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Manglehorn
In Theaters: 06/19/2015
On Video: 10/06/2015
By: Jason McKiernan
Manglehorn
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For all its attempts to heavily overcomplicate both its narrative and its aesthetic, Manglehorn sure is simplistic and bland. In spite of the wistful philosophizing narration layered over every other scene and a heavy-handed visual approach that laboriously carries the film from one scene to the next, this is just another movie about a sad old dude searching for purpose. It’s like About Schmidt, except the humor has been extracted and the only element that can hold our interest are fancy dissolve edits.

This is one of those unfortunate indie wannabe-charmers that mistakenly believe quirkiness can carry a movie past the finish line. And maybe, if the film is experimental or nebulous, that can occasionally work. But Manglehorn really just wants to be a straightforward narrative with goofs and frills tossed in, and neither the narrative nor the frills are engaging enough to carry the day. Old-guy hero carries sickly white cat around with him wherever he goes… cute. Old-guy hero frequents low-rent bars populated by seedy types that speak in vaguely urban affectations… too cute. Old-guy hero walks into black-lit club while synthesized rap plays on the soundtrack and the limits of Final Cut Pro edit filters are tested… cuteness overload.

The “old-guy hero” of the film’s title is played by Al Pacino, and this isn’t quite one of Pacino’s phoned-in performances, though he does apply the slight, faux-southern twang to his voice like he’s done a handful of other times in the past. He’s a small-town locksmith who lives alone with his ailing cat, is quasi-estranged from his rich pig son (Chris Messina), and who writes letters to a long lost love named Clara that always come back Return to Sender. These letters are frequently layered over the film in a grizzled narration of loss and regret, illustrating that good ol’ Manglehorn (a name that, when applied to a film title, is enough to drive away many a quizzical filmgoer) is stuck in the past. Lo and behold, there’s a lovely, age-appropriate bank teller (Holly Hunter) who seems interested in this schlub in spite of his general schlubbiness. Case in point: She literally asks if the two of them should “take a bath together,” but this guy keeps going on about Clara.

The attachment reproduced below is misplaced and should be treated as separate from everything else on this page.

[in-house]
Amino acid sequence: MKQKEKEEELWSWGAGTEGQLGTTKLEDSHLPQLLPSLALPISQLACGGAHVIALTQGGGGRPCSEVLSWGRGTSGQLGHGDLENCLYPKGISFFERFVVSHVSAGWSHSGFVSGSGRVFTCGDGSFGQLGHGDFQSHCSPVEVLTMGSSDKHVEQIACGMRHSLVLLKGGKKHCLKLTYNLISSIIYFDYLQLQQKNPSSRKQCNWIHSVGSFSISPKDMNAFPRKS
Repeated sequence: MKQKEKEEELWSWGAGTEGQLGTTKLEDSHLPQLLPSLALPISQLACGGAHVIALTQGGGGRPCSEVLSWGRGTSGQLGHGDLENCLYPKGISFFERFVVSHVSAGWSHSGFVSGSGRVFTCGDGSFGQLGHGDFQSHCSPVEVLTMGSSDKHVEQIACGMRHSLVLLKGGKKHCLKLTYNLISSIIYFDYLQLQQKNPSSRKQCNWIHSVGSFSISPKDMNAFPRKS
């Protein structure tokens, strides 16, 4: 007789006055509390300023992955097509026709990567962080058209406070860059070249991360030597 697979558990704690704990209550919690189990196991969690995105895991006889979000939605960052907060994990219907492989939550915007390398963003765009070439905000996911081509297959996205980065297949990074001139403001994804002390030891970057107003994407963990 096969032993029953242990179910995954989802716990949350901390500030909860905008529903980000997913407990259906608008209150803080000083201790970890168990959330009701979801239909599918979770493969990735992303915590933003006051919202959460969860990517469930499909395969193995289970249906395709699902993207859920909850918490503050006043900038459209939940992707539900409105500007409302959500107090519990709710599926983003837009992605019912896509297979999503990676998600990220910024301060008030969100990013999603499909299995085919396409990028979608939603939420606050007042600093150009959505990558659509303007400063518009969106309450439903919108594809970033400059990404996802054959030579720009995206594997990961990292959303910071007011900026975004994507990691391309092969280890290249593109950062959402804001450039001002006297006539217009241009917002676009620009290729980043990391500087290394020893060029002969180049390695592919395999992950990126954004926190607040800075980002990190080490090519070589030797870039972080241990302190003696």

Pacino is fine in the role, ably conveying the sense of time passing unceremoniously, sensing the need for a new beginning but clinging to the darkness of the past. Hunter and Messina are able to steal more good moments than the screenplay seems willing to allow them. And Harmony Korine pops up in an extended cameo as a dude Manglehorn used to coach in youth softball who now is a slimy huckster apparently running a thinly-veiled brothel on the edge of town. This character only exists so Harmony Korine can play it, but there is a certain clear-eyed authenticity to his performance that is sorely lacking from the rest of the film.

Maybe “authenticity” isn’t the issue, but rather just an inability to pick a consistent thread. At varying points, Manglehorn could be perceived as a sentimental comedy, introspective slice-of-life piece, or avant garde indie showcase. Such jarring inconsistency reeks of contradictory filmmaking, with Paul Logan’s screenplay playing it too straight, leaving director David Gordon Green to overcompensate with restless post-production tweaking intended to ramp up the energy but rendering some sequences so frantic they come off like isolated vignettes prepared by a trailer cutter. It’s true as ever that Green loves to cross-pollinate otherwise disparate styles and genres, but the gentle humor that rang true in films like All the Real Girls and Prince Avalanche now feels like aimless wheel-spinning, and the heavy philosophical tone that was transfixing in George Washington feels pretentious and discordant in shorter snippets.

As Manglehorn rushes toward its inevitable self-actualizing conclusion, complete with teary confessions, earnest reconciliations, and some out-of-the-blue surrealism, our hearts are meant to ache for this old sap who might finally have his long-awaited second chance. But it speaks ill of your would-be heart-rending story when the only thing I cared about is whether the poor cat would survive.